Even the most stable households across middle America are feeling the pinch from the COVID-19 lockdowns now. Both employees and business owners alike are beginning to struggle after months of not being able to work and still having to pay bills.
So what happens when Texans try to make ends meet? Some business owners don’t see any other way than to violate the orders of local government.
In fact, a number of business owners have been arrested on grounds of an emergency management plan violation. One specific example includes two women alleged to have been operating salon services from their homes.
On the other hand, there appears to be a double standard as some public officials have also been violating these state-wide orders — without recourse. Let’s examine exactly what Texas law says about emergency management plan violations and the apparent double standard in existence.
What Does the Current Texas Emergency Management Plan Say?
In early April, Texas Governor Gregg Abbot issued an executive order instructing Texans to restrict social interactions to all but “the most essential activities.” This was not immediately labeled a stay-at-home or shelter-in-place order.
The governor later clarified that the order was intended for Texans to remain at home except for essentials such as going to the grocery store or doctor’s offices. Even though further clarification was given, this rather vague order left a lot of room for interpretation.
The Meaning of “Essential”
Many Texans have been unsure about what activities are considered essential. Even more confusing has been the apparent inconsistency with which businesses have been allowed to operate.
Many large retailers such as Walmart and Home Depot have been allowed to remain open as an essential service but smaller grocery stores and food establishments have been forced to close.
What has further caused confusion is the fact that, for many Texans, their jobs are incredibly essential. Employers count on their staff to keep the business up and running. Employees are unable to pay for food and other necessities when they are unable to work.
So, ask most folks who are still working, and we venture they would say the business they’re doing is extremely essential.
The Noticeable Double Standard
Meanwhile, there are many reports of city and state representatives carrying on activities as usual under the guise of being an “essential employee.”
To Texas business owners forced to close due to the stay-at-home executive order, this comes across as a major double standard. Especially as business owners who were working to pay their personal mortgages and feed their families are being arrested for their activities.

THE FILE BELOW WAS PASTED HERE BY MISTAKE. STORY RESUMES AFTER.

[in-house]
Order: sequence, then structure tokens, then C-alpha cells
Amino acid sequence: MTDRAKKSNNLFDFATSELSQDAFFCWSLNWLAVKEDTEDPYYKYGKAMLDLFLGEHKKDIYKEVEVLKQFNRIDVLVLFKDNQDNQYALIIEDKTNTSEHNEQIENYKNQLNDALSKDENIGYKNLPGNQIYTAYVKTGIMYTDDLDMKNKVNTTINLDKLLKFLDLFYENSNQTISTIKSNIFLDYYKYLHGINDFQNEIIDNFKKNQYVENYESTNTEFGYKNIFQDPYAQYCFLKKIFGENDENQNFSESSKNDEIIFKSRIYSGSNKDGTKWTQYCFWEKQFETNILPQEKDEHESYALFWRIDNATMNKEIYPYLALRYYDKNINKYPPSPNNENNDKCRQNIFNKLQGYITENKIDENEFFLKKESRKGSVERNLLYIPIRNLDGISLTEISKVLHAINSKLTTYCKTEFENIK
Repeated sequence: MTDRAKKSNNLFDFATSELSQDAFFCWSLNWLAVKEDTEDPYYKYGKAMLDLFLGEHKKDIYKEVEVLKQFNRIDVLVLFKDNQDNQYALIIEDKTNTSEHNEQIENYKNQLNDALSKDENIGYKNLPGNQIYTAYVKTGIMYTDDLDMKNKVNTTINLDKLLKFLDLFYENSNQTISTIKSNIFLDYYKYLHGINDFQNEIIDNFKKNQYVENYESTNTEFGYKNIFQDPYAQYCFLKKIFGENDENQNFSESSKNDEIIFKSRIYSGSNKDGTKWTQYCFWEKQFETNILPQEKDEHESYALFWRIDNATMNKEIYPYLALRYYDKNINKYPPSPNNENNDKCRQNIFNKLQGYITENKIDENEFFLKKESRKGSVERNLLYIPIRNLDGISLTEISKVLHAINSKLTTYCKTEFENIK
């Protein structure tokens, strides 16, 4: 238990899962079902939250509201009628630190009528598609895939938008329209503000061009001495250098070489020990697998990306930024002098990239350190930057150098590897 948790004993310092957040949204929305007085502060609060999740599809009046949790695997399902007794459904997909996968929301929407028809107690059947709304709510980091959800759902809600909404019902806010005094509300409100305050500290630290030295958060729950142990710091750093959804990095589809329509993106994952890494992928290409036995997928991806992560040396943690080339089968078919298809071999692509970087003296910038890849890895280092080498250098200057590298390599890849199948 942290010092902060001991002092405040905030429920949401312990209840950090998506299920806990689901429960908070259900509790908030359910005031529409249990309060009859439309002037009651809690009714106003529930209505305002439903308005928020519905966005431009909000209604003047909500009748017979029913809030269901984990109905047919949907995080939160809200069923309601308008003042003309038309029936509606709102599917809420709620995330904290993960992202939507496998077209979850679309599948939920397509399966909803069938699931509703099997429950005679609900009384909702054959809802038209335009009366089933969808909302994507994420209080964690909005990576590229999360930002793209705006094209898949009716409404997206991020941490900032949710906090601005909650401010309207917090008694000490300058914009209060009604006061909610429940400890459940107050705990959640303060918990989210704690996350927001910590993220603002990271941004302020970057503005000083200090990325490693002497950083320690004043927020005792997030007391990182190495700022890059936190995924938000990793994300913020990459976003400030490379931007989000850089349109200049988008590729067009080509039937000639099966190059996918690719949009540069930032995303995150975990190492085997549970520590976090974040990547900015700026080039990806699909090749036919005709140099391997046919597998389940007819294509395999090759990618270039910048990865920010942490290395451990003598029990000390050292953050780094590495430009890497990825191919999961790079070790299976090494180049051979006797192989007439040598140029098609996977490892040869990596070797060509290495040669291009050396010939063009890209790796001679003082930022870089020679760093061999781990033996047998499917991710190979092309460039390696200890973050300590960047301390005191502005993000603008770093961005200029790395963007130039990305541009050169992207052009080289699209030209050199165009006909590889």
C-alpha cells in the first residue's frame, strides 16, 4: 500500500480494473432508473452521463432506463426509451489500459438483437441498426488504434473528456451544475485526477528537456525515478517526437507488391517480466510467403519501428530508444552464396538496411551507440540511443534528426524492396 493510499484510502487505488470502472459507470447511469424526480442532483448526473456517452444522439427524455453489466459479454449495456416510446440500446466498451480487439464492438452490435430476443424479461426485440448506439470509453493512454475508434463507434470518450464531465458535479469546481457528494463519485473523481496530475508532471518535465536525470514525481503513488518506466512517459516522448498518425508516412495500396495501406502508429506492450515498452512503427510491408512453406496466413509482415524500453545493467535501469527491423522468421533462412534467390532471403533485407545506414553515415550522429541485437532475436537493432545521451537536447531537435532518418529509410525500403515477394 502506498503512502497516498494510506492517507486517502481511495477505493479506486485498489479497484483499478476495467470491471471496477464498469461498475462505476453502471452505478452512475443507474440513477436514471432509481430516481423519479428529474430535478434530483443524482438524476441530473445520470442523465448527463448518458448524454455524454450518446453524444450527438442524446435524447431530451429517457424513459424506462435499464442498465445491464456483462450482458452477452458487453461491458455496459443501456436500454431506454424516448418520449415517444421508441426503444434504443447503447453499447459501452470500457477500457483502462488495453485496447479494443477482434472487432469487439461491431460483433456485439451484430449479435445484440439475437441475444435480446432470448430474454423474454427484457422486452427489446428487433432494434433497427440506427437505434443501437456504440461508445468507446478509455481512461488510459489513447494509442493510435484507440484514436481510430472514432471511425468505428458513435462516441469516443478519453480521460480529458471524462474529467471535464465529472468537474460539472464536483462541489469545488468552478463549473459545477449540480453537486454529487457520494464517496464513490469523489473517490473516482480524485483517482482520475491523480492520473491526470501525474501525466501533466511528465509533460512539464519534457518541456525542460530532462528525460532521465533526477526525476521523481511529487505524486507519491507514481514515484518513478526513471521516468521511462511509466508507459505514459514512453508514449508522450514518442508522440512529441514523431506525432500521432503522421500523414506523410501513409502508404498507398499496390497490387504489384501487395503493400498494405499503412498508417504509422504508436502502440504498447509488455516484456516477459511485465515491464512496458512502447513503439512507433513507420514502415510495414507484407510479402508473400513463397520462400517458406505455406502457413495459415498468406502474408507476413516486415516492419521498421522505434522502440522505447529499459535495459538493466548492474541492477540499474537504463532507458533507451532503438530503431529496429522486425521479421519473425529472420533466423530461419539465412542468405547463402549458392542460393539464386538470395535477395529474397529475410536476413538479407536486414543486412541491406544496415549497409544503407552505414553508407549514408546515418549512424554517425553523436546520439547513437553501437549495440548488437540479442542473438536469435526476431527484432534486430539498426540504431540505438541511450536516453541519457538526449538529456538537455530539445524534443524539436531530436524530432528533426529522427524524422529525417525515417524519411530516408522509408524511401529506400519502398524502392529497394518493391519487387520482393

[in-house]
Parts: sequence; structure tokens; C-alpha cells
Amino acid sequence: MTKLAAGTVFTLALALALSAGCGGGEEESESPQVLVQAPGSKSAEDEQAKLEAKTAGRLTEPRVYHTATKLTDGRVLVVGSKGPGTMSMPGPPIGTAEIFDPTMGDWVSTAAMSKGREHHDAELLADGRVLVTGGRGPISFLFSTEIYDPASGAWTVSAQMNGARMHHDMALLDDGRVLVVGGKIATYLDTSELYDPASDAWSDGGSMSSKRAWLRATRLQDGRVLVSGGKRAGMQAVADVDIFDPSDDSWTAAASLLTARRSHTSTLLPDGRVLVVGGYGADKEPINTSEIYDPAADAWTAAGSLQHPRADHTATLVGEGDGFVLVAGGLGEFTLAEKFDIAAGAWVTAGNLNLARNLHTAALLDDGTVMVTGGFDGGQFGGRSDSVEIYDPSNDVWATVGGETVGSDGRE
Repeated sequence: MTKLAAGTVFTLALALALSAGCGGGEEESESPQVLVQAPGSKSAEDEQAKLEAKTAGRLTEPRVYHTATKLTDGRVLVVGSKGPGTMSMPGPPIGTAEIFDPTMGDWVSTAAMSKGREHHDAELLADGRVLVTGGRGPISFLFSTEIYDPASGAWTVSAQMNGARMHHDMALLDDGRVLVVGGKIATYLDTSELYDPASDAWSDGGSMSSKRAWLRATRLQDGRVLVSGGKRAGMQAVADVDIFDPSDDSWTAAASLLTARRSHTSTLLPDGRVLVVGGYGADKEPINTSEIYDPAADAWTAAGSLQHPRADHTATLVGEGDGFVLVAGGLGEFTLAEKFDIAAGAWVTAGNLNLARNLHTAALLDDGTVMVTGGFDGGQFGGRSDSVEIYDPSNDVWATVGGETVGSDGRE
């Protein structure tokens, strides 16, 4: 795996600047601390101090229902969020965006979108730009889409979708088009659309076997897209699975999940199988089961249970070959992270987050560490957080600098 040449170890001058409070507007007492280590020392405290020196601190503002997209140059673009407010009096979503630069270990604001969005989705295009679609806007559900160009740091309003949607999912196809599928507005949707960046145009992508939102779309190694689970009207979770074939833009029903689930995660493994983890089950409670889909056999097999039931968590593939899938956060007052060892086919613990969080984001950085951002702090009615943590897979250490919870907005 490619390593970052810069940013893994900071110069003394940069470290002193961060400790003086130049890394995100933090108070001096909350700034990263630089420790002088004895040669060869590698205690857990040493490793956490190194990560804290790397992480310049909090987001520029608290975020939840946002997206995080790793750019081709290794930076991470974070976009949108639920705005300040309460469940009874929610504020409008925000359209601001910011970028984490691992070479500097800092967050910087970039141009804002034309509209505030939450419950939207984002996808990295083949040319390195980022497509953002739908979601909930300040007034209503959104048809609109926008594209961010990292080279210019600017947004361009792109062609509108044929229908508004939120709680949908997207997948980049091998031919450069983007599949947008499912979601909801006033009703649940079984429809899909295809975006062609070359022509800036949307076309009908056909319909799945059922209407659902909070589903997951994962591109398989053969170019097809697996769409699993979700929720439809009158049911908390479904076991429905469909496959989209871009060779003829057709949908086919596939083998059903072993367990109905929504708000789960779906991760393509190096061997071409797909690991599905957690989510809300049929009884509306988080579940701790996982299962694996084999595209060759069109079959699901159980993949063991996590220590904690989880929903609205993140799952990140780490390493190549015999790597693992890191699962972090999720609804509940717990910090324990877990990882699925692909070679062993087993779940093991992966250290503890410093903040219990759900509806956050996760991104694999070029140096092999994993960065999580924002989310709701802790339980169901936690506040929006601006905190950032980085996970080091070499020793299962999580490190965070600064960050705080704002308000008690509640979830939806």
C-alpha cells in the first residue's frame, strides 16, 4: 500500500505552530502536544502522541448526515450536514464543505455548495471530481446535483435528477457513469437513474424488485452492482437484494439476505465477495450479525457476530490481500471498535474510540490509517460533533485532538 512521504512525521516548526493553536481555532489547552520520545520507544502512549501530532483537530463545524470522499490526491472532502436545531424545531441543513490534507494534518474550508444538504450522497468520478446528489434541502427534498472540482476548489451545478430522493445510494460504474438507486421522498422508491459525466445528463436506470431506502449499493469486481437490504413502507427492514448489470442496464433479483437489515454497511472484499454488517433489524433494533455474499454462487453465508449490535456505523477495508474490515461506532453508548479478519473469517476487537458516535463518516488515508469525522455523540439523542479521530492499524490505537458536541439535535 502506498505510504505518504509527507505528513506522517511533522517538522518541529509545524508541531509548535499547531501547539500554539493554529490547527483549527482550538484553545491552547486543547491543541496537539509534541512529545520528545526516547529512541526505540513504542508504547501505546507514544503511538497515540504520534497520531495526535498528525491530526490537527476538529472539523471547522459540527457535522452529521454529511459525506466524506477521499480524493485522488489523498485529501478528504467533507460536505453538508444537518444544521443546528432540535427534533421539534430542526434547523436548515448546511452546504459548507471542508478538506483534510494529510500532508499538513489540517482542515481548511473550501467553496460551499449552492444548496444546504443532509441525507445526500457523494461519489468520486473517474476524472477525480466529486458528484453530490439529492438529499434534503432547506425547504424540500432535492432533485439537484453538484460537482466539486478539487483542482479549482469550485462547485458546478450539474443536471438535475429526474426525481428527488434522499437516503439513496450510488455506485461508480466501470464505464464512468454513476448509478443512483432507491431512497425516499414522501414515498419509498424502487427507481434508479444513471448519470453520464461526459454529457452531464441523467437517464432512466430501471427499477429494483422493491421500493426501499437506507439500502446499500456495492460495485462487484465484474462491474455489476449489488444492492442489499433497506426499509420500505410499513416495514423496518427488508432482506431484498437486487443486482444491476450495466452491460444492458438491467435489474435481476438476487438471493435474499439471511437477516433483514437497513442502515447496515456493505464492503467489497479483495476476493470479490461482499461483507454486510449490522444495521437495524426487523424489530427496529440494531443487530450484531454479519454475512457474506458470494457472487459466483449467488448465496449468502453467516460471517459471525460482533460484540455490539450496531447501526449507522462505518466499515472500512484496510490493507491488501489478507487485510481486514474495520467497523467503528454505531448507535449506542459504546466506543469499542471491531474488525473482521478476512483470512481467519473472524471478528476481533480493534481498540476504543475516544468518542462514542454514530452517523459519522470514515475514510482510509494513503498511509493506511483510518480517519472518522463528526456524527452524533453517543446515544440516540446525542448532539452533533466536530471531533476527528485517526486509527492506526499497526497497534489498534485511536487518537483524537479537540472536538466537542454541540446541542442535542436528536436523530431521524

The most recent example? The mayor of Beaumont, Texas allegedly sighted at a nail salon appointment.
While she was made to apologize publicly for the violation, believe it or not, the salon in question is currently under legal investigation, according to Business Insider, and may wind up being fined a thousand dollars.
What Does Texas Law Say About EMPs?
Texas is quite clear about emergency management plans and the laws in place surrounding them. These most recently have been in effect for natural disasters such as hurricanes but now apply to the COVID-19 stay at home order.
The law states that the purpose of an emergency plan is to:
- reduce the vulnerability of people and communities of this state to damage, injury, and loss of life and property resulting from natural or man-made catastrophes, riots, or hostile military or paramilitary action
- prepare for prompt and efficient rescue, care, and treatment of persons victimized or threatened by disaster
- provide a setting conducive to the rapid and orderly restoration and rehabilitation of persons and property affected by disasters
The law further breaks down into greater detail, however, these are the most applicable parts for the current COVID-19 pandemic. The law is quite specific on the reasons plans go into effect and what they cover.
So, what are the penalties for an emergency management plan violation?
Penalties for Violating an Emergency Management Plan
According to Texas state law, a person found guilty of an emergency management plan violation may face the following penalty:
“The plan may prescribe a punishment for the offense but may not prescribe a fine that exceeds $1,000 or confinement in jail for a term that exceeds 180 days.”
Aside from the possibility of jail time and a fine, a person guilty of this may further lose income as they are unable to work. A conviction also means a criminal record. For Texans already wondering whether their jobs are considered essential enough for them to work and care for their families, this can be a steep (and unfair) price to pay.
About the Author:
Brandon Fulgham has an in-depth understanding of both Texas law and Texans themselves. Before practicing law here, he received his undergraduate degree from TCU and his law degree from South Texas College of Law in Houston. After graduation, he worked in District Attorneys’ offices as a prosecutor, building cases designed to put people behind bars. Now, he uses that knowledge to protect the rights of people in and around Fort Worth. He has been recognized for his work by Expertise (Best Criminal Defense Lawyers in Forth Worth and Best DUI Lawyers in Fort Worth, both 2020), The National Trial Lawyers, Fort Worth Magazine, and others.